Rabbinic Work and the Second Shift
Recently, I fielded two calls in one week about the under-representation of women rabbis: one was from an academic journal, the other was from a non-profit organization assembling a delegation of rabbis for a service-learning trip. Both of them needed more women to participate in their programs.
I said no.
I used to say yes to everything, in part because I started my career young. I felt an overwhelming need to prove myself, signing on for fellowships, unpaid writing opportunities, even a second master's’ degree while I was still in seminary.
Nine years in, I’m finally secure enough in my credentials and abilities to occasionally say no (though I still feel guilty about it). I’m also at a point in my career where I need to make intentional choices about what I want to take on. I am a solo rabbi at a mostly lay-run institution. Anything I do “on the side” takes away from the time I spend attending to the congregation’s needs, not to mention attending to my own needs so that I can serve them properly.
This challenge cannot be unique to me, if these callers were unable to find any women to participate in their programs. But I knew why they were calling me. Many women rabbis my age have young children at home and couldn’t commit to travel, especially, in this case, to a country where there was still a risk of contracting the Zika virus.
What was my excuse?
When I asked some of my colleagues about their reasons for declining opportunities like these, many of them did cite child-care concerns. But I came away from our conversations with a few other theories.
It might also be that the rabbinate itself is changing. As the rabbinate becomes increasingly relationship-based, shutting oneself up in one’s office, spending a lot of time at the statehouse, or leaving the country for a week can cost major social capital.
It might also be that, children or no children, women’s rabbinates still look different from men’s. I have not been able to do the extensive research that would prove this theory (I welcome any of my sociologist friends to try). So I will just ask a question: Is it possible that women rabbis are more likely to inhabit professional positions where they don’t have as much support as those of their male colleagues?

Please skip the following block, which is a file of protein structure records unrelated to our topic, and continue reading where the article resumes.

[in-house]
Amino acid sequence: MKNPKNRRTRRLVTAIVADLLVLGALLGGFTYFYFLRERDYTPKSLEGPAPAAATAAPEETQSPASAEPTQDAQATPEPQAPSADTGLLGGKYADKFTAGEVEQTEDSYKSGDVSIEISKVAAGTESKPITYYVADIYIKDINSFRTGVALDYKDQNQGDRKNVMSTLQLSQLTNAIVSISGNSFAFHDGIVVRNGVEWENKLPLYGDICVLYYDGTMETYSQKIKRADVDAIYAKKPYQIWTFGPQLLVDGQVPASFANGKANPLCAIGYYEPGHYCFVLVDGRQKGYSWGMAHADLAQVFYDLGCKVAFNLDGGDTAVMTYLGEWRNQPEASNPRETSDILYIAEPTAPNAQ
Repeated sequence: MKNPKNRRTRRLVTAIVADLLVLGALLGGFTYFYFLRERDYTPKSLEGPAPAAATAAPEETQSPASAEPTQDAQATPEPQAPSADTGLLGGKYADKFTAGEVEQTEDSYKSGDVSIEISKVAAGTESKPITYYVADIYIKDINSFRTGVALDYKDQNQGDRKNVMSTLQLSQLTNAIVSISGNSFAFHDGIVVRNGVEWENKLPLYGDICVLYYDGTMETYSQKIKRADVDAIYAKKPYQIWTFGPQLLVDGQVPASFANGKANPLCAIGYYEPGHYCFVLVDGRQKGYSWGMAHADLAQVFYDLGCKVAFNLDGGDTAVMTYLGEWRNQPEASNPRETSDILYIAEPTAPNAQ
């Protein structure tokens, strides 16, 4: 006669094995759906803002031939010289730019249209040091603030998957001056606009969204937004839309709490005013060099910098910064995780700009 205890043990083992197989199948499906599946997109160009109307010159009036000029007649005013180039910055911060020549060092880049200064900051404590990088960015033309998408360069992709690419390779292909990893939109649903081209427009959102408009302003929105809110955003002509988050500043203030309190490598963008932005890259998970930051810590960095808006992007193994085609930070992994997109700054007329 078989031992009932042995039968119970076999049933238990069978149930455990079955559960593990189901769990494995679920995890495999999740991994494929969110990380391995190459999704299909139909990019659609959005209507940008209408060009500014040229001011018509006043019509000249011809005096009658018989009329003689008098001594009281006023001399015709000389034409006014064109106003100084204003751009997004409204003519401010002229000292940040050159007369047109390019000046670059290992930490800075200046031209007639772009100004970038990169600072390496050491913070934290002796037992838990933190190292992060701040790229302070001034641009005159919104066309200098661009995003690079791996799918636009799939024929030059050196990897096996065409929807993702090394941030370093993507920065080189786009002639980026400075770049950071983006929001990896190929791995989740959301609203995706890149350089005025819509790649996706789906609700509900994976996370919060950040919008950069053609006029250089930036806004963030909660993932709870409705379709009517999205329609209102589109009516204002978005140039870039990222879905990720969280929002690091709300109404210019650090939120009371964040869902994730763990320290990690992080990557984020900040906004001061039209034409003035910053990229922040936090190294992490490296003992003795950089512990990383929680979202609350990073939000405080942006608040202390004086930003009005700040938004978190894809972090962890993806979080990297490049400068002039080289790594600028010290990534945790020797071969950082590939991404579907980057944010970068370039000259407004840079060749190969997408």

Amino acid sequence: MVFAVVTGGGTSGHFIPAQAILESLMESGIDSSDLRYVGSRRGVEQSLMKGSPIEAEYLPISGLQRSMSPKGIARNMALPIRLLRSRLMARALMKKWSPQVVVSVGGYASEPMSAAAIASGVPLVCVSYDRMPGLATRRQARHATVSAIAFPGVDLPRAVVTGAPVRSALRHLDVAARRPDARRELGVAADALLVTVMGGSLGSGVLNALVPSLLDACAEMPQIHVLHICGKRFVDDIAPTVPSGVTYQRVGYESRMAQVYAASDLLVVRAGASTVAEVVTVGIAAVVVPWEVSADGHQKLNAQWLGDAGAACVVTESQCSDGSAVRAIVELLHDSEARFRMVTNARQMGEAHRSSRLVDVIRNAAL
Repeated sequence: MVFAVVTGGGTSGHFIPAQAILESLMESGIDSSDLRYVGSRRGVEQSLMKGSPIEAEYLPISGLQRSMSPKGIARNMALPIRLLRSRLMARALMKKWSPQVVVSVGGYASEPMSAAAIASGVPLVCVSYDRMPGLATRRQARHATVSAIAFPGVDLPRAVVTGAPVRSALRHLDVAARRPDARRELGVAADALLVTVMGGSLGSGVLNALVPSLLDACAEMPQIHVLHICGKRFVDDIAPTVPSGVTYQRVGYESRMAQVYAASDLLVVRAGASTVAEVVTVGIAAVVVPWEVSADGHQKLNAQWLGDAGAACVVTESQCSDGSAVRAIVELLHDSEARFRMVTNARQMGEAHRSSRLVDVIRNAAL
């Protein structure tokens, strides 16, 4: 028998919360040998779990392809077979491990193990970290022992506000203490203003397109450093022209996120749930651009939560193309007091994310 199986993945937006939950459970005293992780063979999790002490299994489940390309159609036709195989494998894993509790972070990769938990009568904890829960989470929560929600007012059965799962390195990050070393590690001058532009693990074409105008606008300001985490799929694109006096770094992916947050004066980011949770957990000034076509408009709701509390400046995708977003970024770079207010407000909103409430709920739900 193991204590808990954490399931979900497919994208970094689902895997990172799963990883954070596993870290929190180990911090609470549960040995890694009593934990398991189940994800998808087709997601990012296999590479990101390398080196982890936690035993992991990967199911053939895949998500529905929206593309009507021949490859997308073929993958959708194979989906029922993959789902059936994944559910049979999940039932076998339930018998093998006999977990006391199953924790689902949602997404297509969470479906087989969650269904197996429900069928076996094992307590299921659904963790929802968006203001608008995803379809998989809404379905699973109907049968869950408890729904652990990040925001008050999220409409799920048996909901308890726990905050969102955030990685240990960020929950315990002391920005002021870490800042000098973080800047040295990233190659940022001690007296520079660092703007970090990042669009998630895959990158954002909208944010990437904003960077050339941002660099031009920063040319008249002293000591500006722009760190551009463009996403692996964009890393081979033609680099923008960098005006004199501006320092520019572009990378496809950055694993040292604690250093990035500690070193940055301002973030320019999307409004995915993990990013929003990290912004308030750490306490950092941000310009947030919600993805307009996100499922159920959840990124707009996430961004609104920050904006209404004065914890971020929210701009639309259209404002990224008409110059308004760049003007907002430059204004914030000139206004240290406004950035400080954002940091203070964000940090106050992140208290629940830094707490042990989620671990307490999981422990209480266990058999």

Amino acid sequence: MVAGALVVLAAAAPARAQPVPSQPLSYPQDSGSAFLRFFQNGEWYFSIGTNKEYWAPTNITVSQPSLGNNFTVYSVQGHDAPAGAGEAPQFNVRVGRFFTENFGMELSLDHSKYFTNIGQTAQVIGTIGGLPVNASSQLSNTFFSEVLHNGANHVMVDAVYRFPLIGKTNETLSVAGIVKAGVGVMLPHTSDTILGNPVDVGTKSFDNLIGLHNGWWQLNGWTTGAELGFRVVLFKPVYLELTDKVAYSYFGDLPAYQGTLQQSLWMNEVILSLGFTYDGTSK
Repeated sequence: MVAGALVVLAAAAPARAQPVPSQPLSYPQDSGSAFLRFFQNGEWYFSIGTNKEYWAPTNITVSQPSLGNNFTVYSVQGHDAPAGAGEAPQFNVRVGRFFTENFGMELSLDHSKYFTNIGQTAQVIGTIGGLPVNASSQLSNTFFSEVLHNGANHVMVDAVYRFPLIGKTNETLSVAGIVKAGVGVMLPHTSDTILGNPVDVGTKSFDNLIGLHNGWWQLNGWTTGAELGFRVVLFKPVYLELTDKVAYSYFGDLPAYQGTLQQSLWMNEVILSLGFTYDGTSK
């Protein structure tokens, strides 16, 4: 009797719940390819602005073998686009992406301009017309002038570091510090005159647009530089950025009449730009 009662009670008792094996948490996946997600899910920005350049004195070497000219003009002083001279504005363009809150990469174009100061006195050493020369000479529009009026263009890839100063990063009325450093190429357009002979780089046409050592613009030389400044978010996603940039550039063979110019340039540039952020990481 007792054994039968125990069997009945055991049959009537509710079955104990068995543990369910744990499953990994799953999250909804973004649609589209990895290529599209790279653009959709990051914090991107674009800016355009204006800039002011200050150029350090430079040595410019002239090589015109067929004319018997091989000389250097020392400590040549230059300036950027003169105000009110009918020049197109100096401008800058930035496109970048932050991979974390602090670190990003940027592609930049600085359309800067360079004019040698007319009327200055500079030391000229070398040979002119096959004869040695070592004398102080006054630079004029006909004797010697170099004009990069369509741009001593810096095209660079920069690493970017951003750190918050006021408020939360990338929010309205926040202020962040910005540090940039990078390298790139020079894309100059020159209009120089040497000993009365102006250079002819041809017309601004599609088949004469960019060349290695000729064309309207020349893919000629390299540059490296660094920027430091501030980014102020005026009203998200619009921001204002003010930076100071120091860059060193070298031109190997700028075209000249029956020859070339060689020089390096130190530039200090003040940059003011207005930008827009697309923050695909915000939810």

While the stained-glass ceiling has definitely been shattered in the Reform movement, women are still more likely to inhabit the positions at the bottom or middle of the ladder (though per Sheryl Sandberg, I prefer to think of it as a jungle gym). Many of us stay much longer in associate-type positions than our male colleagues, or work in non-profits, hospitals, and schools (I’ve also been in on conversations about why women aren’t applying for the top rabbinical positions, but I haven’t heard any conclusive answers). These positions often don’t provide the same budgets for professional development. Many of us are freelancing which, ironically, means we can’t take do too many things for free.
In these positions, we may be less likely to have an administrative assistant, an executive director, or a clergy partner to share the load with. This makes it more difficult to carve out time to shut oneself up in one’s office to research and write an article, and even more challenging to set aside ten days for international travel (or even an afternoon to go to the doctor for antimalarial drugs).
While I don’t have any answers right now, it’s important that we ask the question of why women are saying no. During my conversation with my colleagues, a more experienced rabbi warned that, regardless of work-life balance concerns, we needed to say yes as much as we could. This is in part because these opportunities are sometimes necessary to advance our own careers, if we want to. But it is also so that women can be properly represented. Because if we aren’t willing to participate ourselves, we can’t complain that there were no women on a panel, in a publication, or on a delegation overseas.
How to cite this page
Berkowitz , Leah. "Rabbinic Work and the Second Shift." 15 November 2017. Jewish Women's Archive. (Viewed on December 14, 2017) <https://jwa.org/blog/rabbinic-work-and-second-shift>.